• Late-Arrival Spoiler: Much of the first movie's plot, including the notorious reveal of the true nature of Hans, is right in the promotional material for this sequel.
    • In the trailer, Anna sums up her deeds in the first movie, "I climbed the North Mountain, survived a frozen heart, and saved [Elsa] from my ex-boyfriend."
    • The charades scene, which was released as a clip before the film came out, spoils Hans' villainous reveal. Anna tries to get Elsa, Kristoff, and Olaf to guess "villain." They say, "Hans," "Unredeemable monster!" and "Wouldn't even kiss you!"
    • In one part of the film, to distract the residents of the forest, Olaf reenacts all of the major scenes from the entire first movie, including Hans' true nature. However, he does not say his name.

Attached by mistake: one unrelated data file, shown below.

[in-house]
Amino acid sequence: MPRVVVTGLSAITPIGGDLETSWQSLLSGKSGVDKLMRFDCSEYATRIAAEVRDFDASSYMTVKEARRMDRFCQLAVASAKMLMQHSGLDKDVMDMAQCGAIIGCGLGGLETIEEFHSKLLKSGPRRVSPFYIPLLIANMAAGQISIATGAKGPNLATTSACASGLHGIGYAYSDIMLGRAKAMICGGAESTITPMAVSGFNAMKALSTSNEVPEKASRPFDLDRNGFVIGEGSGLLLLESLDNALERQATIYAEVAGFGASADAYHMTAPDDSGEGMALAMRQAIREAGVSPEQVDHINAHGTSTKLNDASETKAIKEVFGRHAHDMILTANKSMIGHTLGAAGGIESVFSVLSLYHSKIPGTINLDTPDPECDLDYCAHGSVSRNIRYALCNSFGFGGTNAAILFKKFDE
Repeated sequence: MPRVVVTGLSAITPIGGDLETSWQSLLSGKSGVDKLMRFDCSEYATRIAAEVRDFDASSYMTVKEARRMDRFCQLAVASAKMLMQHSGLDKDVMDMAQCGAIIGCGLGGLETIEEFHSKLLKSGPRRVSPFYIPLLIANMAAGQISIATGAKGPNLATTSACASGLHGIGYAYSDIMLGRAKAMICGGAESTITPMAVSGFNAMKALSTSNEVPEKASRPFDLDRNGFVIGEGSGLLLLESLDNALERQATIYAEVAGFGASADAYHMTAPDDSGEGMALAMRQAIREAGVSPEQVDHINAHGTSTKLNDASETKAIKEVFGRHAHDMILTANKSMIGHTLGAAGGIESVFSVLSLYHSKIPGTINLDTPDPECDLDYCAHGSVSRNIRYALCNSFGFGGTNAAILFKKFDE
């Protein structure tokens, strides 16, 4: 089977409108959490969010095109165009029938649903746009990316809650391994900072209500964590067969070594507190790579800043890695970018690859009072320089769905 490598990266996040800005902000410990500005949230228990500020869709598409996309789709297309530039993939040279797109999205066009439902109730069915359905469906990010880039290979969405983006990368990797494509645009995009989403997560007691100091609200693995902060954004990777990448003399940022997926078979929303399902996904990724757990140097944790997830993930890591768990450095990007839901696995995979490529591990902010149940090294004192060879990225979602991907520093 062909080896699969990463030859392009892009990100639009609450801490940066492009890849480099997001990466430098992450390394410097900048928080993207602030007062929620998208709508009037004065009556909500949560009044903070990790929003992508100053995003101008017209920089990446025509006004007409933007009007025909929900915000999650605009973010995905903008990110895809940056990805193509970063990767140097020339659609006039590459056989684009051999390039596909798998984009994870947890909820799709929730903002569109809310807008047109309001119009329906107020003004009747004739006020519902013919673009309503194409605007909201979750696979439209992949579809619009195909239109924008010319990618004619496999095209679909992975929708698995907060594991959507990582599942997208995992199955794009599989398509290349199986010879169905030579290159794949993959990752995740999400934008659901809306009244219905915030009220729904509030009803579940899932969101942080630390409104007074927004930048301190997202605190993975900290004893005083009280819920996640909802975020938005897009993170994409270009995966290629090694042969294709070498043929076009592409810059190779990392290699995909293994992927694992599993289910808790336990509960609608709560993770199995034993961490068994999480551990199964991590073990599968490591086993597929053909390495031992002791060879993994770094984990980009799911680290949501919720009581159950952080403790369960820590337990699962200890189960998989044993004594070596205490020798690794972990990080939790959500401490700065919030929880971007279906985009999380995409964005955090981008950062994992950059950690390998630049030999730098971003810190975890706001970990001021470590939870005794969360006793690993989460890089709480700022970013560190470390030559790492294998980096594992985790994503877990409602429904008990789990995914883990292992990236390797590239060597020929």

• Leaning on the Fourth Wall: During "Some Things Never Change", Olaf faces the camera as he sings the line "You all look a little bit older." It makes sense in-context as him addressing the other characters, but it's also as if he's acknowledging the six-year gap between the first Frozen movie and this one.
  • Leitmotif:
    • Elsa's five-note motif returns from the previous movie.
    • The spirit in the north is represented by its four-note call, which is worked into "Into the Unknown", which is about Elsa hearing and resisting the call. It also naturally reappears in "Show Yourself", which is about Elsa finding and addressing the spirit — and as she comes to understand the spirit's true nature and approaches union with it, she herself begins echoing the same four notes.